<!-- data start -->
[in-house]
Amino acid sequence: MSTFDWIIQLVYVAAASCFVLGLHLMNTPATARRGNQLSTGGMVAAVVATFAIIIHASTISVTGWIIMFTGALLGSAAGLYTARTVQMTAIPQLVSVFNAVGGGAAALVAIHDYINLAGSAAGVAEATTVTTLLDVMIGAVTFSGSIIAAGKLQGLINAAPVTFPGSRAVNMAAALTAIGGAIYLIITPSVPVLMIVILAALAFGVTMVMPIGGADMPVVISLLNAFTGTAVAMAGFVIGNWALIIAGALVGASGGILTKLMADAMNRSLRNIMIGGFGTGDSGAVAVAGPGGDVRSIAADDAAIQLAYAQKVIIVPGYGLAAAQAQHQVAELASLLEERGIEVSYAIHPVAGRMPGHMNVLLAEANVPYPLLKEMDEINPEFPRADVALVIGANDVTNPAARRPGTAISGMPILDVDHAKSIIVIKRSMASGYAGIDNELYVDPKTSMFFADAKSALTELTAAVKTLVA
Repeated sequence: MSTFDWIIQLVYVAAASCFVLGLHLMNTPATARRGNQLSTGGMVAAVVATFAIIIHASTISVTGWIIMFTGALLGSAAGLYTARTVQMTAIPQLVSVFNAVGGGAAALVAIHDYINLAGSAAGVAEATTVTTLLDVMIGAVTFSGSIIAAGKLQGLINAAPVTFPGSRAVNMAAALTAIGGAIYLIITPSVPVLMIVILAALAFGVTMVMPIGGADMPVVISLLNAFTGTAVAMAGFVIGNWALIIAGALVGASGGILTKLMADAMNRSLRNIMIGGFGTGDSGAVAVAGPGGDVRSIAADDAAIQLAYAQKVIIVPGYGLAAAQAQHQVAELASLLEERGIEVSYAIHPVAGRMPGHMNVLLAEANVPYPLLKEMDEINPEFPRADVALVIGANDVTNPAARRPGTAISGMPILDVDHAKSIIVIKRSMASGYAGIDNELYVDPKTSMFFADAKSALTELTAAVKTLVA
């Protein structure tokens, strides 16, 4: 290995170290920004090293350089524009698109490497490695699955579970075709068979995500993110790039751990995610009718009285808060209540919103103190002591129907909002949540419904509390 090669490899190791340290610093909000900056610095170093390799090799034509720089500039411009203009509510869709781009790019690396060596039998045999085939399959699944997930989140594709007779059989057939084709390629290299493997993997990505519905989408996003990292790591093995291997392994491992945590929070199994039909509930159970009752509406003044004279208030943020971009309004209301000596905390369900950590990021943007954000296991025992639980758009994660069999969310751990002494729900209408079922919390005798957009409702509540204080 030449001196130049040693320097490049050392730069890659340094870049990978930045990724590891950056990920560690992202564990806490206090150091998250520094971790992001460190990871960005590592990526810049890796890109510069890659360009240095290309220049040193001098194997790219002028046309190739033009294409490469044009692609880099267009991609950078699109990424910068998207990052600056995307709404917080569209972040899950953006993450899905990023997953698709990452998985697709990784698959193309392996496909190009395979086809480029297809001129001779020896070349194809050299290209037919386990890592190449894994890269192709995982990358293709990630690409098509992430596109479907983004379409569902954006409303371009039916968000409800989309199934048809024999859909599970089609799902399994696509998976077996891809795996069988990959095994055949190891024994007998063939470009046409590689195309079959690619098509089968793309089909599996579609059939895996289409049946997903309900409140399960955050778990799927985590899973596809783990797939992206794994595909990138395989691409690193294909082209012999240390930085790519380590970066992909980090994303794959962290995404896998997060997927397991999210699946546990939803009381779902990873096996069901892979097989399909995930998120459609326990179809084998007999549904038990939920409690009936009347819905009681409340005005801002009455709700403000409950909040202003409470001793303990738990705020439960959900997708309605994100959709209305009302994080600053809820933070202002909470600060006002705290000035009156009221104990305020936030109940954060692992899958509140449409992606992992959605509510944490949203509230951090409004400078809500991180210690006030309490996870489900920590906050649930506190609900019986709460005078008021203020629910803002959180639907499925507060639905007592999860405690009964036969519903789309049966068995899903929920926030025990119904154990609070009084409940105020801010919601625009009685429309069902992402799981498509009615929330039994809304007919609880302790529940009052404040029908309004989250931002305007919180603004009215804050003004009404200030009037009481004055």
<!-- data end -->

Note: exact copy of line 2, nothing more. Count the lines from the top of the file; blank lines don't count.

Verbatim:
Amino acid sequence: MSTFDWIIQLVYVAAASCFVLGLHLMNTPATARRGNQLSTGGMVAAVVATFAIIIHASTISVTGWIIMFTGALLGSAAGLYTARTVQMTAIPQLVSVFNAVGGGAAALVAIHDYINLAGSAAGVAEATTVTTLLDVMIGAVTFSGSIIAAGKLQGLINAAPVTFPGSRAVNMAAALTAIGGAIYLIITPSVPVLMIVILAALAFGVTMVMPIGGADMPVVISLLNAFTGTAVAMAGFVIGNWALIIAGALVGASGGILTKLMADAMNRSLRNIMIGGFGTGDSGAVAVAGPGGDVRSIAADDAAIQLAYAQKVIIVPGYGLAAAQAQHQVAELASLLEERGIEVSYAIHPVAGRMPGHMNVLLAEANVPYPLLKEMDEINPEFPRADVALVIGANDVTNPAARRPGTAISGMPILDVDHAKSIIVIKRSMASGYAGIDNELYVDPKTSMFFADAKSALTELTAAVKTLVA